28As they came near the village to which they were going, he walked ahead as if he were going on. 29But they urged him strongly, saying, “Stay with us, because it is almost evening and the day is now nearly over.” So he went in to stay with them. 30When he was at the table with them, he took bread, blessed and broke it, and gave it to them. 31Then their eyes were opened, and they recognized him; and he vanished from their sight. 32They said to each other, “Were not our hearts burning within us while he was talking to us on the road, while he was opening the scriptures to us?” 33That same hour they got up and returned to Jerusalem; and they found the eleven and their companions gathered together. 34They were saying, “The Lord has risen indeed, and he has appeared to Simon!” 35Then they told what had happened on the road, and how he had been made known to them in the breaking of the bread.

Tips for personal prayer:

Among the many reading keys to interpret the passage, the themes of the “road” and of the “word” are interesting. Jesus and the two disciples speak while walking and speaking while walking is important in Luke’s work. The two disciples are unable to attribute meaning to the moment of Jesus’ death. For them the cross is still an incomprehensible scandal. On the cross the dream of being able to make a concrete change in their country with Jesus has vanished (“we hoped that he would free Israel”). It is true, the story goes on, that the rumor has spread, fed by some women, that he is alive, but the disciples, in the end, did not see Jesus… The two gave vent to everything they had inside. In them you can see the difference between knowledge and belief: they proclaimed a perfect belief in Jesus of Nazareth, recognizing his quality as a prophet, until the affirmation: “He is alive”…but they remain in lack of understanding. Everything has been said, but everything remains obscure. Everything is rationally recounted, but everything escapes the profound meaning. Now Luke gives a turning point to the story. He places before the community the obstacle that he could not overcome: the death of Jesus. Luke gives the total meaning of Christ through the explanation of the Scriptures and the breaking of the bread. (Carlo Maria Martini)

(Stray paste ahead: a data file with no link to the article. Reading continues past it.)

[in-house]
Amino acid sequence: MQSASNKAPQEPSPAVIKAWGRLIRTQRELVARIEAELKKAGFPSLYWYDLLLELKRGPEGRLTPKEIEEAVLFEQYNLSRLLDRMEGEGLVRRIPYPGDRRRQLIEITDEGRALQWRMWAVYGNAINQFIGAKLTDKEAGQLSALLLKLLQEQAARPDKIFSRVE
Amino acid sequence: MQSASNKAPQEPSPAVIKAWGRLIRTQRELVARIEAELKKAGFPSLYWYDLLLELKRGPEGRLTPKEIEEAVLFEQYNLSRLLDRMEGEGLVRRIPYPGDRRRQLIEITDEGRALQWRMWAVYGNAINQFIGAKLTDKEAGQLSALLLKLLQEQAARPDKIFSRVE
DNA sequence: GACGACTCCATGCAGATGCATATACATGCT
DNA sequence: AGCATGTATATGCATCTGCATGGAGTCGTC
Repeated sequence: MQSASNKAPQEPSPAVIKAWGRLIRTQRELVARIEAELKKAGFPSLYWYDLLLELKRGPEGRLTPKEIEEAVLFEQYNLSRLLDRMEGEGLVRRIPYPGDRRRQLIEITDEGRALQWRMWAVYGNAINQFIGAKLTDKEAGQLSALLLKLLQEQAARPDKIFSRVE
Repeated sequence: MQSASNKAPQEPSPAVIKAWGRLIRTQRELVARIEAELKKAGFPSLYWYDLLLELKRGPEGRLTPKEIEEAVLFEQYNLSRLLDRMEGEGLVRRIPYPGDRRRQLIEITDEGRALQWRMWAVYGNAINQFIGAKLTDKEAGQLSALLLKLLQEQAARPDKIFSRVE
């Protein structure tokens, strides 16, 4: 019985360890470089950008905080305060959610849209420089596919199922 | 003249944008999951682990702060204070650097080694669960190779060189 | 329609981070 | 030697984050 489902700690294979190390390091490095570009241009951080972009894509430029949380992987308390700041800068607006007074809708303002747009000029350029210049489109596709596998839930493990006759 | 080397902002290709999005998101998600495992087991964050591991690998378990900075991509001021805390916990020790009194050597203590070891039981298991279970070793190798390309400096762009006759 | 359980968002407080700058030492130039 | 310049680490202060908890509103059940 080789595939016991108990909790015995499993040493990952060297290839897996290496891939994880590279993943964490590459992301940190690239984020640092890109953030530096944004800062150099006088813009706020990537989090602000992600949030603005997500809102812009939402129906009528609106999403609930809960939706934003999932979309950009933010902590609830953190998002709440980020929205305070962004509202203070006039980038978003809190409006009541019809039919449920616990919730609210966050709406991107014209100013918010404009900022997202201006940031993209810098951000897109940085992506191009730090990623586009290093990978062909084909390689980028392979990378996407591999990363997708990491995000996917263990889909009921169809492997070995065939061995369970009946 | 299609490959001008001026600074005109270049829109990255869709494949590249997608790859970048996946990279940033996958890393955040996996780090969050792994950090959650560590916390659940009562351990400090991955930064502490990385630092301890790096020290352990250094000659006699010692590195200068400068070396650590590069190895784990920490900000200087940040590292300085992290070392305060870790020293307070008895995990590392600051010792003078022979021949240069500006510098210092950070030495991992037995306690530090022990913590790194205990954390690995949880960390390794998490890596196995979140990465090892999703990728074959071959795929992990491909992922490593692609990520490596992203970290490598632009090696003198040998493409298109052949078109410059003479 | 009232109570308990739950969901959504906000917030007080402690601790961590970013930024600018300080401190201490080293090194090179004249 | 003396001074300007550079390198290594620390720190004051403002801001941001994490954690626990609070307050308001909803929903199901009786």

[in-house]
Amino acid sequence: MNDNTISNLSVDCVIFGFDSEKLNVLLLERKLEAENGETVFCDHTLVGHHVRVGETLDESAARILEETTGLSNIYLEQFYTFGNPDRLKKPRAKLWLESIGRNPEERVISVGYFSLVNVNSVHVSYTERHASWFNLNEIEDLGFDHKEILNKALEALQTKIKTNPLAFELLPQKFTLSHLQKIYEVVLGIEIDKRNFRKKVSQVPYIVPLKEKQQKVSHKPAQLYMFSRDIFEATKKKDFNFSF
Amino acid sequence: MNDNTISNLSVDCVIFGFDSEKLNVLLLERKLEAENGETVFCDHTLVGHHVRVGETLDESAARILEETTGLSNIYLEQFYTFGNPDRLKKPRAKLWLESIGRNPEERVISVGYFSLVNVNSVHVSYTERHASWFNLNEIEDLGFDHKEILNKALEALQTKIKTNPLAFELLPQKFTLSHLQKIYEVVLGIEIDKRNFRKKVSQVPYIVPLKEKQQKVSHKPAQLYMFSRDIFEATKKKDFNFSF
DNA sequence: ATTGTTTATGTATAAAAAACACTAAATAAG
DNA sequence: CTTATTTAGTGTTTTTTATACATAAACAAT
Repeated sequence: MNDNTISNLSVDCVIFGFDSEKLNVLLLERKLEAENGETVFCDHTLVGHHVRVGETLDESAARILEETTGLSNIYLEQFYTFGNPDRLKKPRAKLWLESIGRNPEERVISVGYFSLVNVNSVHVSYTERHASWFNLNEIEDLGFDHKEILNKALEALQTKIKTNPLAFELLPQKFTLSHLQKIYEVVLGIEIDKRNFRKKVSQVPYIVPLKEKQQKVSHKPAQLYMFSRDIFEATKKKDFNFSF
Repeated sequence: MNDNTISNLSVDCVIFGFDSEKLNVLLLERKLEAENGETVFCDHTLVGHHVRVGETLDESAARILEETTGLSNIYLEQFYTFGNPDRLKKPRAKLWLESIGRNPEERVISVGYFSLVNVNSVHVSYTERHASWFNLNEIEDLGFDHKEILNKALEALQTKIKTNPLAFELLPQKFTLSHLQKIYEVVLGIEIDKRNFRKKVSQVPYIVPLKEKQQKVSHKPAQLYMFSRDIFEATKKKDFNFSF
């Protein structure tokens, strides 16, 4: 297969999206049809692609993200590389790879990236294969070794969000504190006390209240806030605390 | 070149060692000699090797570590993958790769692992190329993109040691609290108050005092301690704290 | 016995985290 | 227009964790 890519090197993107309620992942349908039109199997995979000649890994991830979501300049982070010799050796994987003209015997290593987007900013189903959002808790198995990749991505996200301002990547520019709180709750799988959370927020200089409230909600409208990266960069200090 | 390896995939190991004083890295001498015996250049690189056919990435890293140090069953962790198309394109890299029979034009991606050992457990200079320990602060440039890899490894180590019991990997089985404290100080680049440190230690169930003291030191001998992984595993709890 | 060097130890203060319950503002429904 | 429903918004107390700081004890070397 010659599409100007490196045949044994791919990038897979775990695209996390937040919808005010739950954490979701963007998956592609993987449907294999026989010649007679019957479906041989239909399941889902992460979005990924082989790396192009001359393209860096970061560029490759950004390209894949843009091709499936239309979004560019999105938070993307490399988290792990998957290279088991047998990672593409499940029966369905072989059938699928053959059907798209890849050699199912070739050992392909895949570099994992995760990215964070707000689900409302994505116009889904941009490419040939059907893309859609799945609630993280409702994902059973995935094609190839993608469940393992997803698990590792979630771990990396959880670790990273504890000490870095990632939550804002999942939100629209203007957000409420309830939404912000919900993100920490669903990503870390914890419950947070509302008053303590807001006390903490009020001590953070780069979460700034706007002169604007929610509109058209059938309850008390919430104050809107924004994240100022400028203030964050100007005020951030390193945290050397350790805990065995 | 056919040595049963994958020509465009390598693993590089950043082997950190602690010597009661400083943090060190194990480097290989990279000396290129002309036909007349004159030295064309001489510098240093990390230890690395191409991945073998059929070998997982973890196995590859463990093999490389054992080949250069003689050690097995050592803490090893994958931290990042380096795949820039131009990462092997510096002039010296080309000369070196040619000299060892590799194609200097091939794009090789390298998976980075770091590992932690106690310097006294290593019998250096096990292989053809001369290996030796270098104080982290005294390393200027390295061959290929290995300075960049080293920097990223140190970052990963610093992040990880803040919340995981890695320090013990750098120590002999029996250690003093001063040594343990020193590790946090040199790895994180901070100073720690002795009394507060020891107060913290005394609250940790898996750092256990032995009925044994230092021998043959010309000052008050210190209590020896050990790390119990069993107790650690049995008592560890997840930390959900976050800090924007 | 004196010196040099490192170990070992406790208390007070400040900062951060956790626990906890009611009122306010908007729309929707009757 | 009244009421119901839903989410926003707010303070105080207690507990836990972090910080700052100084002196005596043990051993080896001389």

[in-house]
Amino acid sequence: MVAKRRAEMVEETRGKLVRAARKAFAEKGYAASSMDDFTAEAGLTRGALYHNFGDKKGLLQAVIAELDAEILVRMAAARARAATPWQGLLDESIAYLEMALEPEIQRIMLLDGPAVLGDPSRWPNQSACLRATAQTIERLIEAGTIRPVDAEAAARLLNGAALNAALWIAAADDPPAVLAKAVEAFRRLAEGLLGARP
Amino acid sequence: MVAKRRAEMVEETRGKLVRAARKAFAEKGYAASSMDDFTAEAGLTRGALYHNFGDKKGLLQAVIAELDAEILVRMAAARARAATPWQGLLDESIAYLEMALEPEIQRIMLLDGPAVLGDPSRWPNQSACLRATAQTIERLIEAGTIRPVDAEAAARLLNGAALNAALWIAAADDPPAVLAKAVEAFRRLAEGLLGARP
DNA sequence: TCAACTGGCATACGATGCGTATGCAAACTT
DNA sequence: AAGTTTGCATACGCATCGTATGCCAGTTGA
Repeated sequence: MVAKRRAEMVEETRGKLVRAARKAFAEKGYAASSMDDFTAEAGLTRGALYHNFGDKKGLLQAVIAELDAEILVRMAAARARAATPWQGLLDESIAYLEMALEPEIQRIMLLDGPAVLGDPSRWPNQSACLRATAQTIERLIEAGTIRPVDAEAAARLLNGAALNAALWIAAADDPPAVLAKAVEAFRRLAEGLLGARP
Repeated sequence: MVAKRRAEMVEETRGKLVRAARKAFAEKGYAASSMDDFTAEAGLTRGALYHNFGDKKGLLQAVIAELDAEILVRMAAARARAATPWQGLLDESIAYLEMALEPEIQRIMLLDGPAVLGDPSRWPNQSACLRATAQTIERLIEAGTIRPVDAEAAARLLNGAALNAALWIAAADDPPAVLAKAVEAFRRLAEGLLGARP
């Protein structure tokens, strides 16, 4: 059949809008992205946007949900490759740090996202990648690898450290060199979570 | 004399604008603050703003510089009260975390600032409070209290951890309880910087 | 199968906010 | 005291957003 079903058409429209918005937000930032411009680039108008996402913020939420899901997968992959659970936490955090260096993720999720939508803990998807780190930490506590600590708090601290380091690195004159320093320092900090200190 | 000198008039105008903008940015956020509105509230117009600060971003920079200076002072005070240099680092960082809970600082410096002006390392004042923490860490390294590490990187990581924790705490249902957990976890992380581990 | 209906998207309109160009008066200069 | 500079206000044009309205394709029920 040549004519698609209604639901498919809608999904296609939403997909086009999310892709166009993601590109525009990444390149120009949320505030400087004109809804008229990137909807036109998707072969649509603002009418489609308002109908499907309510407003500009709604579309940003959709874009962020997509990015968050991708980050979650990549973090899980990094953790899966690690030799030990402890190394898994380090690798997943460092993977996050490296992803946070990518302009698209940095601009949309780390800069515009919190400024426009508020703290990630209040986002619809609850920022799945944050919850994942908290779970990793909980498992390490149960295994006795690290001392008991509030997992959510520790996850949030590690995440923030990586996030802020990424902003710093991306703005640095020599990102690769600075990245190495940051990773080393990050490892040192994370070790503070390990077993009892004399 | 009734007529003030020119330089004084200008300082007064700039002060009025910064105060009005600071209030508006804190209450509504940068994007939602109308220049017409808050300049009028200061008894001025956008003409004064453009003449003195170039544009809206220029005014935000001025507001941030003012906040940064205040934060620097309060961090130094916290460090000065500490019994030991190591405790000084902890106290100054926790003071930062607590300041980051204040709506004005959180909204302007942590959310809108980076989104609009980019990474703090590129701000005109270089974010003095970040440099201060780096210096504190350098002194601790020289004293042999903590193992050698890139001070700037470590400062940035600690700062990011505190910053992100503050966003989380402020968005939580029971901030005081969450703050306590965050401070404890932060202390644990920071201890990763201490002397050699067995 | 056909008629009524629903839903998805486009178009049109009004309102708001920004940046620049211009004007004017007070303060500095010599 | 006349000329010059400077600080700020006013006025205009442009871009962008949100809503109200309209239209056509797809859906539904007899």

= The story presents the experience of Cleopas and the other disciple leaving Jerusalem, but at a closer look it is the journey of an entire community: it speaks of the contribution of the women, of some others who went to the tomb, of the Eleven and of Simon. And above all, the presence of Jesus in the midst of all of them who accompany them. What does this suggest to you about synodality?

= The Word and the Eucharist are two fundamental moments to walk together as Church, to recognize the presence of the Risen Jesus in history and to follow him. What is your most significant experience of this reality? What does this experience teach you?

= What invitations to “walk together” does the Spirit make to you in your ministerial and community commitment?


1. In an atmosphere of prayer and mutual listening, let us share in community the fruits of personal prayer.

2. Let us reflect together:

= What emerges from our sharing?

= What invitations is the Spirit making to us as a community?

= How can we respond, concretely and realistically, to these invitations?

= Our commitment, concrete and realistic, is ……

Reflecting on the journey of Christians, Pope Francis says: “I think this is truly the most beautiful experience we live: to be part of a people on the road, on a journey through history, together with its Lord, walking among us!”. He insists that the people of God must always walk together with the community family of Adam, in whose midst they are taken and to whom they are sent. Thus the synodality becomes the name of the life of the Church and of her mission. We are consoled to know that the synodal journey is animated and consoled by the Spirit, under whose wing and in whose strength the pilgrim Church advances in seeking the Kingdom “in the expectation that blessed hope will be fulfilled and that our Saviour Jesus Christ will come” (Liturgy of the Mass).


Mass for Christian Unity

Sign: A jigsaw puzzle, partially completed, with the remaining pieces around it; along with a bible, bread and a lighted candle.

Offertory: the community presents at the altar the concrete and realistic commitment it has decided to make